Home / Shopping / While You Were Shopping: Carissa Moore Won the Surf World Title and Nabbed an Olympic Games Slot at the Lululemon Maui Pro
While You Were Shopping: Carissa Moore Won the Surf World Title and Nabbed an Olympic Games Slot at the Lululemon Maui Pro

While You Were Shopping: Carissa Moore Won the Surf World Title and Nabbed an Olympic Games Slot at the Lululemon Maui Pro

As if we don’t feel the Black Friday-through-Cyber Monday hangover enough, the Native Hawaiian from O‘ahu dominated in a shortened format in heavy storm surf while her top two rivals lost heartbreaker heats at Women’s Surf Championship Tour Lululemon Maui Pro at Honolua Bay. It’s Moore’s fourth world title.

 

Already a member of the Surfers’ Hall of Fame as of 2014, O‘ahu’s Carissa Moore barreled her way into history at 9:45 a.m. Monday by winning her fourth World Surf League title, nailing down the top spot for Summer Olympics in Tokyo. The latter assures a Native Hawaiian will be in the games, fulfilling a dream of Olympic champion Duke Kahanamoku, who first proposed the idea.

 

Moore won her title two ways on Monday at the Lululemon Maui Pro. First, she dominated her quarterfinal against Australia’s Nikki Van Dijk, pulling into two thick tube rides and emerging to screams from the crowd on the beach and cliffs above Maui’s Honolua Bay. Moore’s 16.00 overall score was composed of the two 8.00 rides. Van Dijk managed 10.90 in a spirited challenge.

 

Next, as Moore withdrew and rested up for her semifinal, the next quarterfinal pitted Australia’s Stephanie Gilmore against Caroline Marks, a 17-year-old power phenom from Florida who was the only other surfer left in contention for the world title. Both Marks and Moore had nabbed the two U.S. women’s Olympic spots on Sunday when the third rival for the crown, Santa Barbara’s Lakey Peterson, lost a stunning heat to Australia’s Tyler Wright.

 

SEE ALSO: 11 Things Locals Need to Know About 2020’s First-Ever Olympic Surf Competition at the Tokyo Games

 

On Monday history repeated as seven-time world champ Gilmore slammed the door on Marks. With that result, the title was Moore’s, who waited, headphones on and burying her face in her hands, in a WSL tent. When the camera found her, and the horn sounded, pandemonium broke out.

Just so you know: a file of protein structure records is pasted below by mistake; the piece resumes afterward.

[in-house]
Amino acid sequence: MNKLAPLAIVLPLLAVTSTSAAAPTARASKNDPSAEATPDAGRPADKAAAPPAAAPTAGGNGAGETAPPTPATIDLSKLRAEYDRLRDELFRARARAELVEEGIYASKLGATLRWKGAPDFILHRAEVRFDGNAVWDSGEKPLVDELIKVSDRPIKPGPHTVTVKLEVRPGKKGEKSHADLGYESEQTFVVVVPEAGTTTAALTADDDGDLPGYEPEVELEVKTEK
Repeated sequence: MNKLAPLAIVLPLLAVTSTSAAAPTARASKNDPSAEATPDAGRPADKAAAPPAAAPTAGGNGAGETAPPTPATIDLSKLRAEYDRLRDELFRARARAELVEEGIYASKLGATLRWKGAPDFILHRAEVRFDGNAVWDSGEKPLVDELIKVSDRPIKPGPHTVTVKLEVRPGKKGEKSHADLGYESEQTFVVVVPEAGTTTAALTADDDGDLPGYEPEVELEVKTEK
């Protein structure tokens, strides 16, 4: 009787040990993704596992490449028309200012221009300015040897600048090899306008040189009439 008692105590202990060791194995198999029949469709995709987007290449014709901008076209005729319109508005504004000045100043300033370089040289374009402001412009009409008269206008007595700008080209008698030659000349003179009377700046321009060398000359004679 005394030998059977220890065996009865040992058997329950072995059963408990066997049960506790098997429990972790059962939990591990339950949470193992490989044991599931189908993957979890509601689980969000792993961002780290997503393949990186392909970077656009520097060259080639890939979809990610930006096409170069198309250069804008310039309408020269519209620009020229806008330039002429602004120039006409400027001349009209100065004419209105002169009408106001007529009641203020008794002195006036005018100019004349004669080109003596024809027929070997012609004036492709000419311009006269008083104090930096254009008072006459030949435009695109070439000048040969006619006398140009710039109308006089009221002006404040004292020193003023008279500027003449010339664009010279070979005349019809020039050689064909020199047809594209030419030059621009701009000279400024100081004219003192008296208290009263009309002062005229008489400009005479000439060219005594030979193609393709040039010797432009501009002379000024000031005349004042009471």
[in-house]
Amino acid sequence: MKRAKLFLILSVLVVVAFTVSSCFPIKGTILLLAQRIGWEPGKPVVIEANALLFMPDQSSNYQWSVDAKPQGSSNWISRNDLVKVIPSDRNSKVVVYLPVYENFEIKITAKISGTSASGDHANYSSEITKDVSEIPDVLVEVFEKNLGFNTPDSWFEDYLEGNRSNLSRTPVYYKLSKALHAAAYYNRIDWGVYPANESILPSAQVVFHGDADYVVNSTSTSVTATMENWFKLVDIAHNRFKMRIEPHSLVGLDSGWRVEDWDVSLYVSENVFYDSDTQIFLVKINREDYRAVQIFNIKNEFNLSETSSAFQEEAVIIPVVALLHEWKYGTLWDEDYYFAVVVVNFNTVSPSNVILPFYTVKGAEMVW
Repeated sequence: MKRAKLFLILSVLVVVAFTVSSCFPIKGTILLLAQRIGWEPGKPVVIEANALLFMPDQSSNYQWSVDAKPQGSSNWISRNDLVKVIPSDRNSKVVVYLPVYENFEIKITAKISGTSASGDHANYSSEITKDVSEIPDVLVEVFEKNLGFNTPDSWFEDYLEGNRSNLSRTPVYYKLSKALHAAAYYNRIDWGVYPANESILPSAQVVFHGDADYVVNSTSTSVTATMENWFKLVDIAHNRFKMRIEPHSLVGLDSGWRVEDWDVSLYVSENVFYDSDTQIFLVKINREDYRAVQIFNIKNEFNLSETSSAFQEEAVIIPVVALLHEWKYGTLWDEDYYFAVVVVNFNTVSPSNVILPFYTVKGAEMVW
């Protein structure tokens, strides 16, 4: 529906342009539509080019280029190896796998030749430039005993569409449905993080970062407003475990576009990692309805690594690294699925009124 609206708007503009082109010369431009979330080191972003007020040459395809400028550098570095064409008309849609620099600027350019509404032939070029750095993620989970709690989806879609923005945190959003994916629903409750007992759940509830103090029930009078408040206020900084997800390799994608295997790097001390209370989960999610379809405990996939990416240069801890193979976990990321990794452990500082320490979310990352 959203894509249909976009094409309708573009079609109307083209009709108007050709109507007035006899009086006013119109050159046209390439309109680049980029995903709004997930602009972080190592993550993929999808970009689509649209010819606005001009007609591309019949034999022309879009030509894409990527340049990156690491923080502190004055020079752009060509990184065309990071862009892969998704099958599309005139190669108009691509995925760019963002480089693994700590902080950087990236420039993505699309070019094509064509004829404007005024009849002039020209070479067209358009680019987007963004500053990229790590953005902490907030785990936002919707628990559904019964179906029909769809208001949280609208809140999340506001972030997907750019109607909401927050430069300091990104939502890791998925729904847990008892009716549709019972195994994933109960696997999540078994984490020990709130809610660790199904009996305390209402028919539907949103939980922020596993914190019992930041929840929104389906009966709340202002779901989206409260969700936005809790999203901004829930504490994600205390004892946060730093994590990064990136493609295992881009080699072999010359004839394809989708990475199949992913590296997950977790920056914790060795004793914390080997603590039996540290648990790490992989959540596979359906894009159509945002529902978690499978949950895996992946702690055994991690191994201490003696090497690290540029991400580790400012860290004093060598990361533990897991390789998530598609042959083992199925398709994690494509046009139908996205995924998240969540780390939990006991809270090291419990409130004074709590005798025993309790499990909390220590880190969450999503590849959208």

Gilmore and Moore enjoyed a long hug after in full view of the crowd, setting a tone of celebration of women’s surfing over any individual’s achievement. After a round of hugs, interviews and screams while being carried aloft by her team, it was back to business for Moore. In a hotly contest semi later that morning, however, Gilmore cleanly bested Moore to move into the finals. In rapidly deteriorating surf, Gilmore went on an hour later to defeat Tyler Wright, 6.83 to 6.00—no karma needed, but a nice outcome nevertheless.   

 

The Lululemon Maui Pro failed to happen for days as waves weren’t forthcoming at Honolua Bay, a favorite right-hand spot of Moore. On Sunday, however, heavy storm surf and gray skies greeted the 7:30 a.m. starting horn. Instead of spreading the event out over three or four days, the WSL was forced by the forecast to make it happen in two. The powerful waves and fast tempo worked to Moore’s advantage on Sunday, as she won her first seeding round, allowing her to rest up for the round of 16. Her quarterfinal on Monday showed off her strategy as well as her unique affinity for Honolua Bay; she had more and bigger barrels than any competitor.

 

The Olympic spots for Moore and Marks were awarded on Sunday after Peterson was eliminated. Kaua‘i’s Tatiana Weston-Webb also won her way to an Olympic selection, for Brazil.

 

We covered Moore’s two-day run to the World Surf League title on Twitter @donwallace212, so if you want to see how it went down in real time here’s our feed:

 

This was a live blog, which was last updated on Monday, December 2 at 1 p.m. Please scroll to the bottom of the page and work your way up to start from the beginning.

 

Monday, December 2

Semifinals, Heat 2 with Stephanie Gilmore and Carissa Moore

 

 

 

Monday, December 2

Quarterfinals, Heat 4 with Caroline Marks and Stephanie Gilmore

 

 

 

 

Monday, December 2

Quarterfinals, Heat 3 with Carissa Moore and Nikki Van Dijk

 

 

 

 

 

 

Monday, December 2

Quarterfinals, Heat 1 with Tatiana Weston-Webb and Sally Fitzgibbons

 

 

 

 

 

Monday, December 2: The Quarterfinals are on

 

 

 

Sunday, December 1: Day 1 Comes to a Close

 

 

Sunday, December 1:

Round of 16, Heats 3 (Wright vs. Peterson), 5 (Moore vs. Macedo) and 7 (Marks vs. Ho)

 

 

 

 

 

 

 

 

 

 

Sunday, December 1:

Elimination Rounds, Heats 1 (Caroline Marks, Keely Andrew and Summer Macedo) and 2 (Tyler Wright, Johanne Defay and Brisa Hennessy)

 

 

Sunday, December 1:

Seeding Round, Heat No. 3 with Carissa Moore, Coco Ho and Summer Macedo

 

 

 

 

Sunday, December 1:

Seeding Round, Heat No. 2 with Lakey Peterson, Silvana Lima and Tyler Wright

 

 

 

Sunday, December 1: Reading break

 

 

Sunday, December 1:

Seeding Round, Heat No. 1 with Caroline Marks, Nikki Van Dijk and Macy Callaghan

 

 

 

 

 

 

 

 

 

 

 

Sunday, November 30: Still a no go

 

 

Wednesday, November 27: Until further notice …

 

 

Read more stories by Don Wallace